Maybe it’s because I’m doing this writing challenge (ROW 80), in which I’m recreating my daily writing habit.

Or perhaps it’s because, in the process of creating my current WIP, my characters have led me into a dark place and I’m wondering how to extricate them—and myself.

Do you ever dream something that turns into a creation?  Or do your dreams lead you and your characters on strange and circuitous paths?

Earlier, my restless energy was carrying me around the blogosphere, clicking on links to find out what other bloggers were doing and saying.  But then I was done.  Now what?

When that happens, I sometimes come back here to one of my blogs and do something to stir up my creativity—like change blog headers or themes, or write crazy posts.

Just to distract myself and procrastinate, I might watch a movie.  Or I might read another book, since every week I try to read three or four.  I love reviewing them on Amazon, Goodreads, and on one of my blogs.

Then there’s the writing challenge I mentioned earlier.  It is one that allows for a lot of flexibility in our goals.  And we make up our own, of course.

Let’s talk about that first.  I decided for the first round of this challenge that I would start with 30 minutes a day.  What I did (at first) was a quick pass-through read and proofing.  On the first day, I spent 30 minutes, as vowed.  But on each subsequent day, I have exceeded my time:  60 minutes, 60 minutes, 60 minutes, and 45 minutes respectively.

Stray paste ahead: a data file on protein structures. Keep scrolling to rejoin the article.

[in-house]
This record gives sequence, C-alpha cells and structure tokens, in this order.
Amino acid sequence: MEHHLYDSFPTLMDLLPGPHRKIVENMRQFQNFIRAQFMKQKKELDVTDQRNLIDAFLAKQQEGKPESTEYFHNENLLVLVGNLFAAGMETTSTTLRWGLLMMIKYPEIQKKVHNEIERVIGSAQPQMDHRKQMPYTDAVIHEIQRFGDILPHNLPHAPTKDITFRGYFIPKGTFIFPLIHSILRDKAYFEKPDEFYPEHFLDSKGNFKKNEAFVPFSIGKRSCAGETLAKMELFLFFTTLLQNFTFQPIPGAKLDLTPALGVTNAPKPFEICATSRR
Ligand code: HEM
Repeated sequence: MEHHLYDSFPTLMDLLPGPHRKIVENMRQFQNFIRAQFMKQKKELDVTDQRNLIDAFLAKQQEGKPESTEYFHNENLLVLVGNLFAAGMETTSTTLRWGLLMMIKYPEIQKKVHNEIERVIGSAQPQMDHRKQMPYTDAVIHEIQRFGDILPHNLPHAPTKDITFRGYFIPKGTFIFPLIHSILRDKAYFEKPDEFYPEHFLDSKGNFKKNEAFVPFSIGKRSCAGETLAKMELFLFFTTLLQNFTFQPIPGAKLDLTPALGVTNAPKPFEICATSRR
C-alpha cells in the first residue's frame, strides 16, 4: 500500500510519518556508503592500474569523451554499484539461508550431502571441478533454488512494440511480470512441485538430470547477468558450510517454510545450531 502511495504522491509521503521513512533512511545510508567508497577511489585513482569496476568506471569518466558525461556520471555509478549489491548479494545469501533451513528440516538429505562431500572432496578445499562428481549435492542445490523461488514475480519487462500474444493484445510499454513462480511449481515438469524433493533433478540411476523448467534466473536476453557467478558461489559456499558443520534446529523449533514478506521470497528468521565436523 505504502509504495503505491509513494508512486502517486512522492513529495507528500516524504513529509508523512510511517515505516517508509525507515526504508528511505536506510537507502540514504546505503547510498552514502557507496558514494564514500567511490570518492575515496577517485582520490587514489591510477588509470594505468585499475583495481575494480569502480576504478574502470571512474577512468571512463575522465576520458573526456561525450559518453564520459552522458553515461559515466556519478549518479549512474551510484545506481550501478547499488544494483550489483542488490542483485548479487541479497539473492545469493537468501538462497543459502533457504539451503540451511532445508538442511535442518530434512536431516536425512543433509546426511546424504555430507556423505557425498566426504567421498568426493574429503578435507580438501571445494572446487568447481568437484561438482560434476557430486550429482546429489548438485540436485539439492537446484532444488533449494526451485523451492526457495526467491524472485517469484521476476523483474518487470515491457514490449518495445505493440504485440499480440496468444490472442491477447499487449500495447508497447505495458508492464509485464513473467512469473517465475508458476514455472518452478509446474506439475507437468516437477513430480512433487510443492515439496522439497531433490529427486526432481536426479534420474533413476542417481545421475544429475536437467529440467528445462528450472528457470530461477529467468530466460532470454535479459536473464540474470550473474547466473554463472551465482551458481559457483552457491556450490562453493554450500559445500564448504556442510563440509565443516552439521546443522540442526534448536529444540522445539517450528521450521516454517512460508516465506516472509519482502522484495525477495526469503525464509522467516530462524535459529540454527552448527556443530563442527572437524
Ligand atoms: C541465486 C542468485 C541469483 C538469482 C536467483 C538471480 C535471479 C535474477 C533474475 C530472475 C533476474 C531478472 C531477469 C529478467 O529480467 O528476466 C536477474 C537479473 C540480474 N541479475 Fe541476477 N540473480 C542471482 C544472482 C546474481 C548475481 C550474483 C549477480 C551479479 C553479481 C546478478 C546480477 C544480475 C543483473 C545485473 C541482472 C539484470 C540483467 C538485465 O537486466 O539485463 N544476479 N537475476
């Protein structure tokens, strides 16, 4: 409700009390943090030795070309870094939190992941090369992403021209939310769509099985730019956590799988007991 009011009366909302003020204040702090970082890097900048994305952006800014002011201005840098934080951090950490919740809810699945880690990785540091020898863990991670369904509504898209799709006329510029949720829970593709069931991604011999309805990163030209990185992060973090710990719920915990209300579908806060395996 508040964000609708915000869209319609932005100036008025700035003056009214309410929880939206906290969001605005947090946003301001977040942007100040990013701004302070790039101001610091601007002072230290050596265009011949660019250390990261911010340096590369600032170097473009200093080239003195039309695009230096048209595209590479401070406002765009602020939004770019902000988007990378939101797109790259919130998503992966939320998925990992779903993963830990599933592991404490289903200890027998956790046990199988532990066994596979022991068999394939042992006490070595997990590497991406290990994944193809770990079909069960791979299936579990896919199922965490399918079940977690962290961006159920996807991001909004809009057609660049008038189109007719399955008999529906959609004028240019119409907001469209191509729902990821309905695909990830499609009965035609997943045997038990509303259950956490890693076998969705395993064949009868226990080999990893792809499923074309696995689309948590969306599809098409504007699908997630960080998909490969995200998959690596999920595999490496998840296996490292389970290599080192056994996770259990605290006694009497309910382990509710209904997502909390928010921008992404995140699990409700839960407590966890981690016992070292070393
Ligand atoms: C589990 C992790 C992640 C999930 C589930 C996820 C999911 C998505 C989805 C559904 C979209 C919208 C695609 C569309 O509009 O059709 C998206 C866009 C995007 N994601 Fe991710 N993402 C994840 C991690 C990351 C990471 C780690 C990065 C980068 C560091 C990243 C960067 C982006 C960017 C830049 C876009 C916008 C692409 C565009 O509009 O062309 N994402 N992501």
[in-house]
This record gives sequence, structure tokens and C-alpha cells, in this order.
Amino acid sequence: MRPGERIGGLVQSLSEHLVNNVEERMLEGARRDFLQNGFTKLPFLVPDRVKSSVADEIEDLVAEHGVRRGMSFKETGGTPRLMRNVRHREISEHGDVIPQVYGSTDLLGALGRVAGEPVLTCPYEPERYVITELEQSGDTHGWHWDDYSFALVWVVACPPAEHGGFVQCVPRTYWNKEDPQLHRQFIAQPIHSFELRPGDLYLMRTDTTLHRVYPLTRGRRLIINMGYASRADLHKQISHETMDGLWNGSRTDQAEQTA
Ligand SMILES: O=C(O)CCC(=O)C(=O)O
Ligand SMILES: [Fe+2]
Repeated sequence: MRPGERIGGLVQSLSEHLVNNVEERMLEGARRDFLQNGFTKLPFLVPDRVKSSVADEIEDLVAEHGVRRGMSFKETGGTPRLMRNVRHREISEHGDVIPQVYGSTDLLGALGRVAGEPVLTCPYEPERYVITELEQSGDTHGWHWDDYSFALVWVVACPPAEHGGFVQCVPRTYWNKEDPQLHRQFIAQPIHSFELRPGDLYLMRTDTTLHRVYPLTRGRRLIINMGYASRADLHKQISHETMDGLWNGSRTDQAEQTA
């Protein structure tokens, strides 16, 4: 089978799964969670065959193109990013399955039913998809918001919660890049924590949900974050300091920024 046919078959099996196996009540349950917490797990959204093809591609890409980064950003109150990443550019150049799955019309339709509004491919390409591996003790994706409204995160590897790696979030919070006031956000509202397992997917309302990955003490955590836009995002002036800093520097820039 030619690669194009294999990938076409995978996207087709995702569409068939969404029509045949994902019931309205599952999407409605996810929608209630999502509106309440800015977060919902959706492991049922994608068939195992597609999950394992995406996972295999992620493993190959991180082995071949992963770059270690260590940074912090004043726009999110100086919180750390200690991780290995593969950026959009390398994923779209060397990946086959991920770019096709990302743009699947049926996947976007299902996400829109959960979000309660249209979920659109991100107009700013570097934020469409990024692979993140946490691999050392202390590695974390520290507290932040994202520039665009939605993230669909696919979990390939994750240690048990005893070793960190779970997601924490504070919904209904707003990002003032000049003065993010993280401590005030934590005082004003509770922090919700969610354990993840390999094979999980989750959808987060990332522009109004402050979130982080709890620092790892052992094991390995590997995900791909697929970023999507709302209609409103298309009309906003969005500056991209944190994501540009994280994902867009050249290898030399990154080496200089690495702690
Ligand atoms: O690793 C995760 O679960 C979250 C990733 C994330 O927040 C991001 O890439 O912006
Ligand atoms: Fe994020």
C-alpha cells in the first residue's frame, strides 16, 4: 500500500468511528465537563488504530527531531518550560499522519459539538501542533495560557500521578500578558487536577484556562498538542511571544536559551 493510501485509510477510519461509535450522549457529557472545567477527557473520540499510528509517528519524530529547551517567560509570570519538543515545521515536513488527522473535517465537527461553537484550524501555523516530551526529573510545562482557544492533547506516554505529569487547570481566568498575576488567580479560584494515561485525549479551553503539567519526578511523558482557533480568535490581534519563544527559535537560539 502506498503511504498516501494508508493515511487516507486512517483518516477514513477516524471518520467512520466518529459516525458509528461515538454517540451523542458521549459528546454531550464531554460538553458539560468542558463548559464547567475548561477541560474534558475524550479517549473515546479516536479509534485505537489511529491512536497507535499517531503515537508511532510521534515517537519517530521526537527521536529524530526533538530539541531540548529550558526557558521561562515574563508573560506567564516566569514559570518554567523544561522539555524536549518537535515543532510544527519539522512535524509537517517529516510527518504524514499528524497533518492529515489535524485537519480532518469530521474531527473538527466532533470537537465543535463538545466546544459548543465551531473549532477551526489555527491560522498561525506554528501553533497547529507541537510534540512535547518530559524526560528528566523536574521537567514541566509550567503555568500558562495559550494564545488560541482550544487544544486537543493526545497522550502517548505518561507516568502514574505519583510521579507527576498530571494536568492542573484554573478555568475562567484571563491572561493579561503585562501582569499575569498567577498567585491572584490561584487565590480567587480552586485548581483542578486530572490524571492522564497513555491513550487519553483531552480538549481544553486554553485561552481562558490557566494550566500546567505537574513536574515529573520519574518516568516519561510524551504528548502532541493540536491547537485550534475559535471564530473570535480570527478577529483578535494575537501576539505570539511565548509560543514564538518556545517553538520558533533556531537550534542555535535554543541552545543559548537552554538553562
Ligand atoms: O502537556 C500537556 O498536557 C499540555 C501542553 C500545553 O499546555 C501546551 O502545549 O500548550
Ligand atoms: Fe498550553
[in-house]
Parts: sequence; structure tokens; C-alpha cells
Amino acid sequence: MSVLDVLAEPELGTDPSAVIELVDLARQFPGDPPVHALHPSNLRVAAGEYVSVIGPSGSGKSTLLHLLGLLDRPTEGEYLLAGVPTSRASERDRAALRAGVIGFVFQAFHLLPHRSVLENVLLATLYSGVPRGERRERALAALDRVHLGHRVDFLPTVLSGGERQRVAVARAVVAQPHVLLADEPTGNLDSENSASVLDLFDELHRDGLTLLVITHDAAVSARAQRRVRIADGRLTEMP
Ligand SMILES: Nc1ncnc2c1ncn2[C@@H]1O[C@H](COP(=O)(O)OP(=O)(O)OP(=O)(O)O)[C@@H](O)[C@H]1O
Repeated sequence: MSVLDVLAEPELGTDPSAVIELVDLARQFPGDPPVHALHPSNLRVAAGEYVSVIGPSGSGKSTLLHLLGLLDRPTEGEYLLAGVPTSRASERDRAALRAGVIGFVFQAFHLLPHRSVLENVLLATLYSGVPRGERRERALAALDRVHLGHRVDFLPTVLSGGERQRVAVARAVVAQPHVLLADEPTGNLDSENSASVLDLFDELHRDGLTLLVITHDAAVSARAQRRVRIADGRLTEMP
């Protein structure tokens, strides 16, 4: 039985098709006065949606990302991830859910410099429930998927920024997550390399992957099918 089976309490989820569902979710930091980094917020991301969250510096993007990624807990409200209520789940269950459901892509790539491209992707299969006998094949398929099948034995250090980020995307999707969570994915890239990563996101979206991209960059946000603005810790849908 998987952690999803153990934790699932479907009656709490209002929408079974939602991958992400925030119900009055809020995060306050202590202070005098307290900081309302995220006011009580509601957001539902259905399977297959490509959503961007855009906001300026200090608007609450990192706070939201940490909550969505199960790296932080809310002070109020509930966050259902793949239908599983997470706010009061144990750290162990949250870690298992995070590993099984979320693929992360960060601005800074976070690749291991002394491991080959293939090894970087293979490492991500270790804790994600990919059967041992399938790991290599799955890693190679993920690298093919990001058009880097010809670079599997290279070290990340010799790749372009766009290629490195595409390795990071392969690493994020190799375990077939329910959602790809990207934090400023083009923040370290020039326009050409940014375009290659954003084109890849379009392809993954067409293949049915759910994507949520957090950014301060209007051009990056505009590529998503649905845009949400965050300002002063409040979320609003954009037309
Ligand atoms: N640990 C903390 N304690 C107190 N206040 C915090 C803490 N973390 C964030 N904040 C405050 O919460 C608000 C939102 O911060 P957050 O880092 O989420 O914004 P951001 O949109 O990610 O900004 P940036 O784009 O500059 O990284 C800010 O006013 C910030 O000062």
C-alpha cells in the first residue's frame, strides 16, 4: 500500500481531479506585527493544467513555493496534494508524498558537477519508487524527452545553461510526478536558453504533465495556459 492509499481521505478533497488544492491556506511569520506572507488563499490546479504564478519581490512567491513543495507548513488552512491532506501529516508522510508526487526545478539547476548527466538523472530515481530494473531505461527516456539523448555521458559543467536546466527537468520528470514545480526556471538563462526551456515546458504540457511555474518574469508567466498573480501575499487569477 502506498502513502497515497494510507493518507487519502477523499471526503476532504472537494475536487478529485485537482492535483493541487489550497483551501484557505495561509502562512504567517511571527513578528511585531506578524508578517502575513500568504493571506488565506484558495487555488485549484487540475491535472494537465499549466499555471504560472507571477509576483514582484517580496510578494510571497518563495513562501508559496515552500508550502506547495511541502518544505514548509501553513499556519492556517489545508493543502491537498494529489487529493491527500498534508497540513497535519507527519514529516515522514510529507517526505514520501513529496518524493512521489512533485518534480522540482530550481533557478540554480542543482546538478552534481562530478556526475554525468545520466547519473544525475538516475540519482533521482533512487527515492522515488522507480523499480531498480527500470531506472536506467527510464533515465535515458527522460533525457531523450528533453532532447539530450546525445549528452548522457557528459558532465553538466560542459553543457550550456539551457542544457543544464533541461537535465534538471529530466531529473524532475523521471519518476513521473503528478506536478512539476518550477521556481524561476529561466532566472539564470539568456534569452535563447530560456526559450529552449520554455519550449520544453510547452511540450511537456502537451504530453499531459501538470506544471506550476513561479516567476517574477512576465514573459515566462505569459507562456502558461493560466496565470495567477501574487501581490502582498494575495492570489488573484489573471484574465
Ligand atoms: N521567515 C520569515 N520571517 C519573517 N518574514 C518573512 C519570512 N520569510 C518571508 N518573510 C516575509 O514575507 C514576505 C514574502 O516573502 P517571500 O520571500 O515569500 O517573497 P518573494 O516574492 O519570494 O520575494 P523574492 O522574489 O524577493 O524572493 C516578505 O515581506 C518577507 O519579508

When I reached 55,270 words, I thought that I should start planning how to move toward the finish line (of the draft).

Finishing is sometimes difficult.  First, I don’t want to say good-bye to the characters, so I’m tempted to keep going.  But I’ve learned that doing so could be the kiss of death for those very characters.  Readers could lose interest, start yawning, and even toss the book aside—unfinished!

The first WIP I’ve undertaken for this challenge is not a romance novel, even though there are some “romantic moments,” so I’m not shooting for a “happily-ever-after” ending. But, like my other books, I do want us to leave the characters feeling hopeful; perhaps feeling satisfied that they’ve learned something on their journey and that they’ll start making…well, better choices.

Or not.  My character in Interior Designs was kind of a bad-ass in Embrace the Whirlwind.  Most readers hated her, or at the very least, found her vacuous and manipulative.

In this current story, I’m hoping to dig deep into this character—actually, my goal is to have HER dig deep—until she discovers some core truths and starts making some changes.  Or at least I hope that she’ll arrive at a place of coming to terms with who she is.

She has a great BFF, Maeve, with whom she has shared many moments over the years.  She realizes, in her exploration, that one of her mistakes in the final two years of her marriage was closing herself off from her support system.  Keeping her secrets.

Now she is trying to improve and share more of herself.

So I’m off to explore and come to terms with my need to finish this draft and start seriously editing it!

Maybe I’ll have a Mimosa first….